After long wait, New Jersey moves ahead on recreational marijuana
A recreational marijuana marketplace, cannabis decriminalization and looser penalties for underage possession of the drug and alcohol became law Monday in New Jersey, more than three months after voters overwhelmingly approved a ballot question to legalize adult use of the drug.
Acknowledging that the legislation took much longer to be enacted than expected, Democratic Gov. Phil Murphy cast aside critics’ attacks that the legislation was about filling the state’s coffers with tax revenue or easing penalties on underage possession to the point of making policing difficult.
“The reason I signed these bills, the reason why we’ve been in this fight is for social justice,” he said Monday during a news conference.
He alluded to decades-old stringent policing of marijuana laws frequently called the War on Drugs that resulted in Black residents facing disproportionate consequences.
“At long last, we’ve broken through and as of today, better days are here, and lives that have been nicked or in some cases ruined we’ll be able to correct,” Murphy said. “At long last and from this moment going forward, we won’t have to see that same chapter written again in our state’s history.”
Murphy signed the bills just in time. He faced a Monday deadline to enact two of three of the bills, and signed the third shortly after the Democrat-led Legislature sent it to him.
Still, it could be about six months before the legalized marketplace is up and running, Murphy and industry analysts estimated. That’s because the state’s new Cannabis Regulatory Commission has to get up and running, and put in place regulations and licenses.
Legislation that passed only on Monday after weeks of negotiation makes underage possession of alcohol and marijuana subject to written warnings that escalate to include parental notification and a referral to community services upon subsequent violations.
Underage drinking had been punishable by a fine of up to $1,000 and up to six months in jail.
Part of the legislation makes it so towns will no longer have the authority to enact ordinances with civil penalties or fines concerning underage possession or consumption violations on private property, among other measures.
It also increases the liability for suppliers of cannabis items to underage people by making a third or subsequent violation a petty disorderly persons offense.
Some Republicans seemed aghast at reducing penalties.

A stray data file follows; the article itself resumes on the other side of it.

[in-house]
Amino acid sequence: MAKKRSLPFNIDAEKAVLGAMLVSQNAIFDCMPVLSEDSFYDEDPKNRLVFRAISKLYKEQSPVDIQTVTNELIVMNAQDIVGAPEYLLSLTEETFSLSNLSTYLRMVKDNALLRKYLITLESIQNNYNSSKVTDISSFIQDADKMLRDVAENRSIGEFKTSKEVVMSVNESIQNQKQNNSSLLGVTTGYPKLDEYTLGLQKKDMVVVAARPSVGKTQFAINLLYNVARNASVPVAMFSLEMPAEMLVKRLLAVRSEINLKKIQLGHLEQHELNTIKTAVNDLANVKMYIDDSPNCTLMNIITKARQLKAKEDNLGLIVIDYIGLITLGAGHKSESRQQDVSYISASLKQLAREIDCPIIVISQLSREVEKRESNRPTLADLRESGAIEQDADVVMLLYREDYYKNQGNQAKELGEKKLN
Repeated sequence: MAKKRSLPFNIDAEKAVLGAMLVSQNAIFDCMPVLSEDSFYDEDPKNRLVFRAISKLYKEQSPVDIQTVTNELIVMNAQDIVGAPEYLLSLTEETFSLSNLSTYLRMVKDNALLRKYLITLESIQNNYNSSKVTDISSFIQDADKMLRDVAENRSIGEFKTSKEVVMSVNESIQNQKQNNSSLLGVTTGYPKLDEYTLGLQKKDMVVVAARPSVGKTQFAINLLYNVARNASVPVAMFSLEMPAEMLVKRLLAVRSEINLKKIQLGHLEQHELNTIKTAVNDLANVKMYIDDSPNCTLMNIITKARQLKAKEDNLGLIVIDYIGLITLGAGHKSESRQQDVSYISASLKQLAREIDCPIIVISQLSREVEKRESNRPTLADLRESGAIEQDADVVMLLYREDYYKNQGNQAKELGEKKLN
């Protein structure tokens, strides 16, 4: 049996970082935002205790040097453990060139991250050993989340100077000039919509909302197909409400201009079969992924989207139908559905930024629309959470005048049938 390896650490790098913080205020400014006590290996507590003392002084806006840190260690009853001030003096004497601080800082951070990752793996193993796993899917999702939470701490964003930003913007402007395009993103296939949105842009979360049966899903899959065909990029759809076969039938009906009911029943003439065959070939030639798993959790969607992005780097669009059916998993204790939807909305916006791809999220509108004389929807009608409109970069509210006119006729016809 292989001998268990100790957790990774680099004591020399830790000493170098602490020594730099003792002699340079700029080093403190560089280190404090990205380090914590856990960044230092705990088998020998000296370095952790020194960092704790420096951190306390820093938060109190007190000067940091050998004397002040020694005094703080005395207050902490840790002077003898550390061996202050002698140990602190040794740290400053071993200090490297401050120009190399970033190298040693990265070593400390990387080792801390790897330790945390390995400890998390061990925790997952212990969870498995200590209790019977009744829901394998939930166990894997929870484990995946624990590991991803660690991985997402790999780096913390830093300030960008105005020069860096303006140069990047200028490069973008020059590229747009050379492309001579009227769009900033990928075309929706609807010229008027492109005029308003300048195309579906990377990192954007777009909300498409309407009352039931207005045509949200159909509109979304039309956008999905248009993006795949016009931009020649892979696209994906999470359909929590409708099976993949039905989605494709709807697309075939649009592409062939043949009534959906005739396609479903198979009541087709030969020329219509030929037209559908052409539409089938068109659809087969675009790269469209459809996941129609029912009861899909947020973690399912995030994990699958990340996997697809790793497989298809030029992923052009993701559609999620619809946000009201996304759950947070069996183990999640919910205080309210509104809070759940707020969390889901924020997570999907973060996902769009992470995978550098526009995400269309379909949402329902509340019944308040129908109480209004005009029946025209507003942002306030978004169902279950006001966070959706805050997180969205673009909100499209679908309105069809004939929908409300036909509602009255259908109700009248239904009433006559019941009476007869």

“There’s no consequence,” GOP Sen. Bob Singer said. “We’re now saying if you’re caught with it underage, it’s a free pass.”
Murphy responded Monday saying that marijuana should be treated with “responsibility.”
“The words ‘adult use’ have been associated with this from Day One,” he said.
State Police superintendent Col. Pat Callahan said in a brief interview that the attorney general and his office were coming up with guidelines for all law enforcement officials across the state about how to enforce the new laws.
For consumers, the marketplace legalization means the state’s 6.625% sales tax applies. Seventy percent of the proceeds will go to areas disproportionately affected by marijuana-related arrests. Black residents were likelier — up to three times as much — to face marijuana charges than white residents.
Towns can levy a tax of up to 2% under the measure.
Also under the bill, the Cannabis Regulatory Commission will be able to levy an excise tax, the amount of which will depend on the cost per ounce of cannabis. There will be four levels of tax under the bill, so if cannabis is $350 or more, the tax per ounce will be $10. That rises to $60 per ounce if the retail price of the product is less than $250.
The number of licenses for cultivators will be set at 37 for two years. The state Senate was pushing for no limits, but the Assembly wanted the caps.
The decriminalization measure is necessary because the state’s laws make possession a crime, despite the voter-approved amendment, according to lawmakers. The measure passed with broad bipartisan support.
The months-long delay in enacting the legislation stemmed from Murphy’s concerns that young people, particularly those in Black and Latino communities, would continue to bear the brunt of arrests and citations. That led to the bill aimed at loosening underage penalties.
Assembly Member Shavonda Sumter, a member of the Legislative Black Caucus, called the inclusion of the bill that loosened penalties a victory for the group.
“We put a progressive warning system in place that does not allow for an infraction of possibly sampling a cannabis product to become a lifelong sentence,” she said in an interview.
The delay sparked widespread frustration.
“This process has been a debacle from the beginning. The voters did their job,” Democratic Sen. Paul Sarlo said. He had opposed marijuana legalization, though was supportive of decriminalization. He voted to pass the bill Monday because he said voters want lawmakers to move on and focus on COVID-19 relief.
Edmund DeVeaux, the head of the New Jersey CannaBusiness Assn., called on lawmakers and the governor to get the legislation enacted.
“Enough already. Only in New Jersey could the will of the voters be so callously ignored,” he said in a statement recently.
After Murphy signed the bills, he said it was time to “get down to business.”
“It took us a long time to get here, but thankfully, finally, we can move forward,” he said.
Must-read stories from the L.A. Times
Get the day's top news with our Today's Headlines newsletter, sent every weekday morning.
You may occasionally receive promotional content from the Los Angeles Times.